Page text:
Klevgrand’s Richter is a ‘tectonic’, super-heavy compressor plugin that the company thinks is off the scale

Yes, it’s another compressor plugin, but Klevgrand believes that, with Richter, it’s managed to do something a bit different. This “tectonic” device is designed to achieve earth-shaking levels of compression without creating too many audio artefacts, and all via a very simple interface.

There are just two main controls: Transients and Amount. The first controls “how the internal envelope follower will react to transients vs continuous/lasting sounds,” while the second dictates how much compression is applied. 

The idea is that you use these two knobs in tandem to get the style and amount of compression that you want, whether that be on vocals, drums or anything else. A three-step boost switch can be engaged to push things even harder, and you can also adjust the makeup gain, dry/wet mix, input trim and a simple EQ. If you’re looking for starting points, check out the factory presets.

The effect that Richter is having is visualised in the waveform view, but the idea seems to be that you’ll spend less time analysing and examining and more time tweaking and listening.

Richter runs on PC and Mac in VST/AU/AAX formats and is currently available for the introductory price of $30. This applies until 15 June, after which the price goes up to $70.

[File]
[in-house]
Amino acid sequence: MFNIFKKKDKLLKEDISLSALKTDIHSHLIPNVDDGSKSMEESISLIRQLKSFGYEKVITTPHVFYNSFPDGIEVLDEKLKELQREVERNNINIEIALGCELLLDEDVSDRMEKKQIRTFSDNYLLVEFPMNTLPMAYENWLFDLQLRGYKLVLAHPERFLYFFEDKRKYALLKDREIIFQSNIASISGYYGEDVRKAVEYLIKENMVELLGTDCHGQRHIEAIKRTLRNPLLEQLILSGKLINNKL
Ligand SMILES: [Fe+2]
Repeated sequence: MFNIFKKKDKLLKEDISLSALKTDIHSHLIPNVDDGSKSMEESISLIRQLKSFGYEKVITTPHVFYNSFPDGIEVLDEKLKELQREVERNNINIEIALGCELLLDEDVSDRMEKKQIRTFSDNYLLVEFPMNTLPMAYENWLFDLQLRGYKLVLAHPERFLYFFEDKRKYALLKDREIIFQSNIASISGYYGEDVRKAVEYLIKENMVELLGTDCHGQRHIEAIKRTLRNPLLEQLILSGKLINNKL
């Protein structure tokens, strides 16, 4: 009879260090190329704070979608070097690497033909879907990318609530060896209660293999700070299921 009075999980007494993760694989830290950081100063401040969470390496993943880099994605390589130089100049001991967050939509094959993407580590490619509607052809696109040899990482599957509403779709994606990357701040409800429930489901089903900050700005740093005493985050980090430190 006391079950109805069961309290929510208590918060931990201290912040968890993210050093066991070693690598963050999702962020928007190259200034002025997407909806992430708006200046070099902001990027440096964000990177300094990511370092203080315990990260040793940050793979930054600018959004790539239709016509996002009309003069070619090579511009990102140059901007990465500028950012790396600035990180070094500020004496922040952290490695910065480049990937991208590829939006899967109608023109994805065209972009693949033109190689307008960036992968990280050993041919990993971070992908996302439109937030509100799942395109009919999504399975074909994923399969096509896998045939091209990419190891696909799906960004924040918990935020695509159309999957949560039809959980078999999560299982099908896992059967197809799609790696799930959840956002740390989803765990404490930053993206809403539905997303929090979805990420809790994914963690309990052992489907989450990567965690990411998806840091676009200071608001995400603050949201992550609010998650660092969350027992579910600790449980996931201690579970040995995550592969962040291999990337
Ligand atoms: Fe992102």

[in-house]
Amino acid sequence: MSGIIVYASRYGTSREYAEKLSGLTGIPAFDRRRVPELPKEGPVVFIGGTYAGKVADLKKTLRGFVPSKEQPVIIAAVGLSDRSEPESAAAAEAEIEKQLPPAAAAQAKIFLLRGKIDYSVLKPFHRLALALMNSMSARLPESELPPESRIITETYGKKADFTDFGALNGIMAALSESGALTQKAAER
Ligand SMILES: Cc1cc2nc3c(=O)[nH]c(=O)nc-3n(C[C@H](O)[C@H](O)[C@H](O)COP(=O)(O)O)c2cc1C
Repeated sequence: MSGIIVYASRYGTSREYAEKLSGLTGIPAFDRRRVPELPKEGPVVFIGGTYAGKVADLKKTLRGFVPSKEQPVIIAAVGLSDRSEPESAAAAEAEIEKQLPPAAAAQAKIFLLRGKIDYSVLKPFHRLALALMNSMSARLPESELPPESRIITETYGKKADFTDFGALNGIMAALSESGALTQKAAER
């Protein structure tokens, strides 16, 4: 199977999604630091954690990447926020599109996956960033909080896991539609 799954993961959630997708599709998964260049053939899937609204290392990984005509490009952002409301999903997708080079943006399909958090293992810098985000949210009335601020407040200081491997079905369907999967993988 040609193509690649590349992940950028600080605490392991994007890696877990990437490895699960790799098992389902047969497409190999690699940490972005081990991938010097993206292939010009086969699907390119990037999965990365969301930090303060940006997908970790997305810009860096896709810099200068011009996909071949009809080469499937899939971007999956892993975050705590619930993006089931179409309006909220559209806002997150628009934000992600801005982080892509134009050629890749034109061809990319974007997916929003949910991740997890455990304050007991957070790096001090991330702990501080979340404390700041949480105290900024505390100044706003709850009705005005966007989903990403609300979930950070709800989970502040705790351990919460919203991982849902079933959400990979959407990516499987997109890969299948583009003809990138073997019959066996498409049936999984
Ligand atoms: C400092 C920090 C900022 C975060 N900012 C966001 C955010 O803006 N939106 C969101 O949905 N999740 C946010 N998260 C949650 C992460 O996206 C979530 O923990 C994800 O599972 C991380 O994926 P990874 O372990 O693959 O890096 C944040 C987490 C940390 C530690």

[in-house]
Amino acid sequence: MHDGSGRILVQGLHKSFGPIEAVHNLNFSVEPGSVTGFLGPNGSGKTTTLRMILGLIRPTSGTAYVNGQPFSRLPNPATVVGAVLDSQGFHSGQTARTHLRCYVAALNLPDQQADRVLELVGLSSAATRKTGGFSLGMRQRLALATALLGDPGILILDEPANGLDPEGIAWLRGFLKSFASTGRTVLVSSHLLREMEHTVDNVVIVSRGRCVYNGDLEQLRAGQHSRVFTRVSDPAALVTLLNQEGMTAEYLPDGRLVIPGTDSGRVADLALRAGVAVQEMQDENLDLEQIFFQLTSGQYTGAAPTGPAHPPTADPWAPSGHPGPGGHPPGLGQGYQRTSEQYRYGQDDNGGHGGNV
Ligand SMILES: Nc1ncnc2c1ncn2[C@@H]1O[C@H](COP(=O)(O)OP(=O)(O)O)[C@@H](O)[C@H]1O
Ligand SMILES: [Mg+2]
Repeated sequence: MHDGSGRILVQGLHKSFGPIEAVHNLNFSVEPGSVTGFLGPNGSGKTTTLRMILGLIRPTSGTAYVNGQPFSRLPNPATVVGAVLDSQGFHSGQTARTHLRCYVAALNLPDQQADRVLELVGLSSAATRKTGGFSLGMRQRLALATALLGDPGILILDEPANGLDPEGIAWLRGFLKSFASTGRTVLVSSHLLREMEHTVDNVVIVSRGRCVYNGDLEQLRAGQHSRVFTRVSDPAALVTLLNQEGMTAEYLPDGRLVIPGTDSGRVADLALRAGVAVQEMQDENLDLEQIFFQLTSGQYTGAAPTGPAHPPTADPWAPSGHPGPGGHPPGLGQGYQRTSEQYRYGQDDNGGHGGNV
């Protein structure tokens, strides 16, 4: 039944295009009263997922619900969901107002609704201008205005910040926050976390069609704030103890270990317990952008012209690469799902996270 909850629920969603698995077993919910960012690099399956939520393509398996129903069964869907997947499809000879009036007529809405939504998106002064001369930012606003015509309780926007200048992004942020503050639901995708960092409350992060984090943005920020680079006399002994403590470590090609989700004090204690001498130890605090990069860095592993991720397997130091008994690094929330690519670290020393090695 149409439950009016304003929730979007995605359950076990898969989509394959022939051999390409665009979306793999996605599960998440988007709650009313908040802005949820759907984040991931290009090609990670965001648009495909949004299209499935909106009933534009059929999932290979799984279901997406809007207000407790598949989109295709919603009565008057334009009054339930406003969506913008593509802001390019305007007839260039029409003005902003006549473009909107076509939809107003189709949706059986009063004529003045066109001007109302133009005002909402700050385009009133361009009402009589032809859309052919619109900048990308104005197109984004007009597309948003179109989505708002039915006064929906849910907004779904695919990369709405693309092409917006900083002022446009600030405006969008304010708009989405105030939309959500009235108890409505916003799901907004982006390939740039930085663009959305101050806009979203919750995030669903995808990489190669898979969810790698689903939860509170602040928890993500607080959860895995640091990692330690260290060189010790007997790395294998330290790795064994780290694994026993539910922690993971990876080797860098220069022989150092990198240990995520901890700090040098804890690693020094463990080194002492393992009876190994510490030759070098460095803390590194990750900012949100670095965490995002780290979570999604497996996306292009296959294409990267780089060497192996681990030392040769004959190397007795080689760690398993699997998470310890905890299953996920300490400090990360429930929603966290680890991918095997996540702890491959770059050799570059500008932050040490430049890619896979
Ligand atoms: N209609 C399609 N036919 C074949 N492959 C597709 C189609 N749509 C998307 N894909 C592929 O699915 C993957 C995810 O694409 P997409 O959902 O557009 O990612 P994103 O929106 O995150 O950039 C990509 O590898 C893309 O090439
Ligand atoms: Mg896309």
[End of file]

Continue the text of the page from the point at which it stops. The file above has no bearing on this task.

There’s also an iOS version (AUv3 and standalone) that’s currently available for the introductory price of $5. This will rise to $13 after 15 June.

Klevgrand Richter

(Image credit: Klevgrand)
Ben Rogerson
Deputy Editor

I’m the Deputy Editor of MusicRadar, having worked on the site since its launch in 2007. I previously spent eight years working on our sister magazine, Computer Music. I’ve been playing the piano, gigging in bands and failing to finish tracks at home for more than 30 years, 24 of which I’ve also spent writing about music and the ever-changing technology used to make it. 

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